In a bold move, the Minnesota Legislature passed on Friday, May 9, 2014, the Women’s Economic Security Act (WESA), a controversial, comprehensive bill designed to further promote opportunities for women in the workplace. Governor Dayton signed the bill on Mother’s Day. WESA is comprised of multiple pieces of legislation and is touted as the first of its kind nationwide.
WESA heralds significant changes for employers, affecting in many instances both male and female employees. A number of the major legislative developments are outlined below:
Workforce Development Council/Jobs Grant Program
The Governor will appoint an individual to the Workforce Development Counsel with expertise in assisting women in obtaining employment in high-wage, high-demand, nontraditional occupations. The Commissioner of Employment and Economic Development will establish the Women and High-Wage, High-Demand, Nontraditional Jobs Grant Program. The Commissioner will make grants to eligible organizations for programs that encourage and assist women to enter for instance occupations in the skilled trades, science, technology, engineering and math.
State-Administered Retirement Savings Plan
The Commissioner of Management and Budget must report to the legislature by January 15, 2015, on the potential for a state-administered retirement savings plan for employees without access to either an automatic enrollment payroll deduction IRA offered by their employer or a multiemployer retirement plan or other qualifying retirement plan or arrangement.
New Protections Against “Familial Status” Discrimination
- WESA amends the Minnesota Human Rights Act effective as of May 12, 2014, to prohibit employers, labor unions and employment agencies from discriminating against applicants and employees based on “familial status,” thus adding to the long list of protected classes in Minnesota.
- The “familial status” protection applies to a person who is pregnant or who is in the process of securing legal custody of a minor. “Familial status” further is defined as “the condition of one or more minors being domiciled with (1) their parent or parents or the minor’s legal guardian or (2) the designee of the parent, parents or guardian” with written permission.
- The Minnesota Human Rights Act applies to employers with one or more employees and protects employees and commission sales persons who reside or work in Minnesota. The addition of “familial status” as a protected class opens the door for a broad range of potential claims by applicants and employees.
Expansion of Minnesota Parenting Leave Act
- Prior to the WESA amendments, Minnesota employers with at least 21 employees were required to provide up to six weeks of unpaid leave to an employee upon the birth or adoption of a child. Employees who had worked for the employer for at least 12 consecutive months and who worked on average at least half time during such period were eligible.
- WESA extends the available unpaid leave from six to 12 weeks, and allows for leave in the additional circumstances where a female employee needs leave for prenatal care, or for an incapacity due to pregnancy, childbirth or related health conditions. In addition, eligible employees need only have been employed as of the start of the leave for 12 months, not for 12 consecutive months.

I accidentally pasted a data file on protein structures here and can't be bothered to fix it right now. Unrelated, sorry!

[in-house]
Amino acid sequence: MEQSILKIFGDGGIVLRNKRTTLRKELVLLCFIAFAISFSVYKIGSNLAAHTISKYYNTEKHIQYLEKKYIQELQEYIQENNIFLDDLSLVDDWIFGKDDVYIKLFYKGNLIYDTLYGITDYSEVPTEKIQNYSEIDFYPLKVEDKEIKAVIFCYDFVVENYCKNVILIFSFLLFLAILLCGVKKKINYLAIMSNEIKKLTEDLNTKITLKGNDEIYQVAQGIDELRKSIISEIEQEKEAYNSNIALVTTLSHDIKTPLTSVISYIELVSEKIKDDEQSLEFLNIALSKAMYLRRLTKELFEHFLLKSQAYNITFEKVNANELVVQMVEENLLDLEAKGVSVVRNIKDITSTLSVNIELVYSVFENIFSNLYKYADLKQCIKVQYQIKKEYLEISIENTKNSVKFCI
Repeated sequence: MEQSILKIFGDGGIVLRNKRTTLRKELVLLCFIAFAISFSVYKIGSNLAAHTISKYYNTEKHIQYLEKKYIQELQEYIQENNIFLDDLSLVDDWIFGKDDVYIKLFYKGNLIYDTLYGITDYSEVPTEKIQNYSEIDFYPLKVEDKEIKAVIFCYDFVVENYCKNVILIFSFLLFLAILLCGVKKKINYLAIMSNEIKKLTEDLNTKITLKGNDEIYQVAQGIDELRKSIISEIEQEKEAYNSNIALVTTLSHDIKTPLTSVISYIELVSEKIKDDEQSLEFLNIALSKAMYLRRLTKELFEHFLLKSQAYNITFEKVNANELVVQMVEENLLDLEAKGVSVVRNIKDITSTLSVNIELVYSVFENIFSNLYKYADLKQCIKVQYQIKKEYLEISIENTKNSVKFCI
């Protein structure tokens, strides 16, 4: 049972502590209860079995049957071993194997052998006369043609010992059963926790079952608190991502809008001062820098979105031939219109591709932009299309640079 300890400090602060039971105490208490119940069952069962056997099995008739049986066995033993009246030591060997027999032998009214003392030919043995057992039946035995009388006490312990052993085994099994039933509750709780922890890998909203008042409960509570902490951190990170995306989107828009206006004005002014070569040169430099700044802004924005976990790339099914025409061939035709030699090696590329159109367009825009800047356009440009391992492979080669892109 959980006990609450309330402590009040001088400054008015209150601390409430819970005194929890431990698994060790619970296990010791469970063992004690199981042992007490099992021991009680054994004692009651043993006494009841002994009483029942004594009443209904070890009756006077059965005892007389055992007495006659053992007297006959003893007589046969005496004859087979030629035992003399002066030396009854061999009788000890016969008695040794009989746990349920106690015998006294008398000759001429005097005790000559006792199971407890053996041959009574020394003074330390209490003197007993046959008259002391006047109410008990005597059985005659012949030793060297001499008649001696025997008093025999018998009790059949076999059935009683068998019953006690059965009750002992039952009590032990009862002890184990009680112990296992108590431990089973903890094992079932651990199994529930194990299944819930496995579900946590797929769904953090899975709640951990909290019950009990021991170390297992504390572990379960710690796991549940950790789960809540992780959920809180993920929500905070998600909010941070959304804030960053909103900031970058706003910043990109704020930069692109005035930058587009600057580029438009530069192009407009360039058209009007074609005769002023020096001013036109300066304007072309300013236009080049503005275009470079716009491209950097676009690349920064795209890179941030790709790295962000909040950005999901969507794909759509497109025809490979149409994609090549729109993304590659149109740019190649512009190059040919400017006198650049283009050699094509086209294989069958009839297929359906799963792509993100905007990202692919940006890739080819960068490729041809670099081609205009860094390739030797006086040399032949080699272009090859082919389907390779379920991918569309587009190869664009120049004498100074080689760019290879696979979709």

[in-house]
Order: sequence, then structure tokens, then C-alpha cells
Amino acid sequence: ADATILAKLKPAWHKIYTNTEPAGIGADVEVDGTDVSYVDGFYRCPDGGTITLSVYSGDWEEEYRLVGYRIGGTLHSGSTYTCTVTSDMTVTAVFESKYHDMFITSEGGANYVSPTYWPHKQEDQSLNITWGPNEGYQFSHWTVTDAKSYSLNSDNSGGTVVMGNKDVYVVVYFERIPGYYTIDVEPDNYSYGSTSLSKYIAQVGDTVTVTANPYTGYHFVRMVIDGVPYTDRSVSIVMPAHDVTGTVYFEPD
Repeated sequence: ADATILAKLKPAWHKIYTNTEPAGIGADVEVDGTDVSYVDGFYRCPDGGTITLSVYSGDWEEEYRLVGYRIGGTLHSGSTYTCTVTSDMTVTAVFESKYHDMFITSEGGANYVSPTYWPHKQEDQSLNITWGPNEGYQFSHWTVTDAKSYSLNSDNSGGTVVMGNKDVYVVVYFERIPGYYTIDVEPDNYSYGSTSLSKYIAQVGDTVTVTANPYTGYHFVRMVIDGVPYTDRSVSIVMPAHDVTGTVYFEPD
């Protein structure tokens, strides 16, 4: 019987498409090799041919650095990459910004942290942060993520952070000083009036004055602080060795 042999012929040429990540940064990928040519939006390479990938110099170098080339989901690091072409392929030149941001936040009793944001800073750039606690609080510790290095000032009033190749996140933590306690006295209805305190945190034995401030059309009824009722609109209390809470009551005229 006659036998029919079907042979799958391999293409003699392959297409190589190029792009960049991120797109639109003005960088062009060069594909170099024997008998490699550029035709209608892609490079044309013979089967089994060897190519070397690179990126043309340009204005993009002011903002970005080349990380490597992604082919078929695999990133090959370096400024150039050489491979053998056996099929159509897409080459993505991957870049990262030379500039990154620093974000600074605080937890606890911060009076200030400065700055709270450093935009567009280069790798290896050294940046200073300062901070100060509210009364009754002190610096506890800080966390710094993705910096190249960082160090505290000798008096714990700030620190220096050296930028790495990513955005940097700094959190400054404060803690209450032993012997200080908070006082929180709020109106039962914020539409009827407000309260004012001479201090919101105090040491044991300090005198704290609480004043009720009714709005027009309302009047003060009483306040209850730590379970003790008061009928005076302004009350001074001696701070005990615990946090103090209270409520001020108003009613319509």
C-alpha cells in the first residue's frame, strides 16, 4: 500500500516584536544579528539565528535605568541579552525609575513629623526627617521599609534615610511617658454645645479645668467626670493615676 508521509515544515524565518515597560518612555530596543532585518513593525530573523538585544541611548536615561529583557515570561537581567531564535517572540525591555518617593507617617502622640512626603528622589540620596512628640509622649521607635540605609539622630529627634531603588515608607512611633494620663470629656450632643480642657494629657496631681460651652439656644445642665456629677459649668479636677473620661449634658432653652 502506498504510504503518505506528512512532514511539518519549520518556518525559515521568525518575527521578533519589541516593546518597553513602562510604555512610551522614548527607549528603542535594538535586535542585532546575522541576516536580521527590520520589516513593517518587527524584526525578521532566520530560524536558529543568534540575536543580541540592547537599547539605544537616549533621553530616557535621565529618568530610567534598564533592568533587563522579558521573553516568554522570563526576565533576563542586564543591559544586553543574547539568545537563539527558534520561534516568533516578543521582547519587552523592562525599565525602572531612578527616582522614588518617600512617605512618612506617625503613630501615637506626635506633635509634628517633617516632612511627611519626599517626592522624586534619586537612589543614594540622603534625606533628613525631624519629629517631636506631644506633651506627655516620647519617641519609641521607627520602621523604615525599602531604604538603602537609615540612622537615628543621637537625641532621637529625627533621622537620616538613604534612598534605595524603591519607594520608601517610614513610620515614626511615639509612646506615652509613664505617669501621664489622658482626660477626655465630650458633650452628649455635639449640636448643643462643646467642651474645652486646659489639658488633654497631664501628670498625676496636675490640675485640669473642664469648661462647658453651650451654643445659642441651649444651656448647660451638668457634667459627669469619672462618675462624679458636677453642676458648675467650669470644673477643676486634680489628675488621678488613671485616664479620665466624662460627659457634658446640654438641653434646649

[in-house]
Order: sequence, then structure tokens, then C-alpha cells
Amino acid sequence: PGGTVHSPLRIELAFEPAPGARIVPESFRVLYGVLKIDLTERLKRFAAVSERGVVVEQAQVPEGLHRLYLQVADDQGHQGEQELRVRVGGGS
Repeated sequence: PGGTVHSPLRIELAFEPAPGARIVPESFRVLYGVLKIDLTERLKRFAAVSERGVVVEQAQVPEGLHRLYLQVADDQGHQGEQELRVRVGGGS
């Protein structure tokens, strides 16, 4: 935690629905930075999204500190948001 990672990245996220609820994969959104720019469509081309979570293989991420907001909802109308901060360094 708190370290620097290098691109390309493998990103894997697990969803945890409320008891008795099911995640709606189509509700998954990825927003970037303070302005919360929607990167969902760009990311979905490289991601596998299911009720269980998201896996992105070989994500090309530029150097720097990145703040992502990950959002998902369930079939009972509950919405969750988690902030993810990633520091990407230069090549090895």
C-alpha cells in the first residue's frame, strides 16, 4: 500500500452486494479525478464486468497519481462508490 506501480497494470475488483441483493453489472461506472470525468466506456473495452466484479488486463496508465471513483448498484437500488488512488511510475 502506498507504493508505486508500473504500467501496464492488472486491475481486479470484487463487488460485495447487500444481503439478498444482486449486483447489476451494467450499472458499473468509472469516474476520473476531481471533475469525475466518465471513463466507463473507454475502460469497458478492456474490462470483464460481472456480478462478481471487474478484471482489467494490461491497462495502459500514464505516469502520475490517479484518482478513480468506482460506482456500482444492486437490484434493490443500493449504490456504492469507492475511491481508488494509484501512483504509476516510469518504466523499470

- Employers may also under the WESA amendments require employees to use other parental, disability, personal medical, sick leave or accrued vacation during the 12 week period.
Expansion of Minnesota Sick Leave for Care of Relatives
- Minnesota law requires employers to allow employees to use accrued personal sick leave benefits for absences due to an illness or injury of the employee’s child (including a minor or adult child, stepchild or foster child), spouse, sibling, parent, stepparent or grandparent on the same terms the employee is able to use sick leave benefits for the employee’s own illness or injury.
- WESA amends the sick leave statute effective May 12, 2014, to allow employees to use sick leave in addition for absence due to the illness or injury of a mother-in-law, father-in-law, or grandchild (including a step-grandchild and a biological, adopted or foster grandchild).
- An employee may also use sick leave for “safety leave” whether or not the company’s sick leave policy allows for use of sick leave for this purpose. Safety leave is broadly defined to cover employee leave for the purpose of providing or obtaining assistance because of sexual assault, domestic abuse or stalking of the employee or of any relatives of the employee as noted above.
- Employers may not retaliate against an employee for requesting or obtaining a leave under the law.
Reasonable Accommodation of Pregnancy
- Effective as of May 12, 2014, WESA requires employers that have 21 or more employees to provide reasonable accommodation to an employee for health conditions related to pregnancy or childbirth unless the employer demonstrates that the accommodation would impose an undue hardship on the operations of the employer’s business.
- The accommodation is required upon request of the employee with the advice of her licensed health care provider or certified doula (labor coach).
- However, an employer may not claim undue hardship, and the employee may not be required to obtain the advice of her licensed health care provider or certified doula for the following accommodations: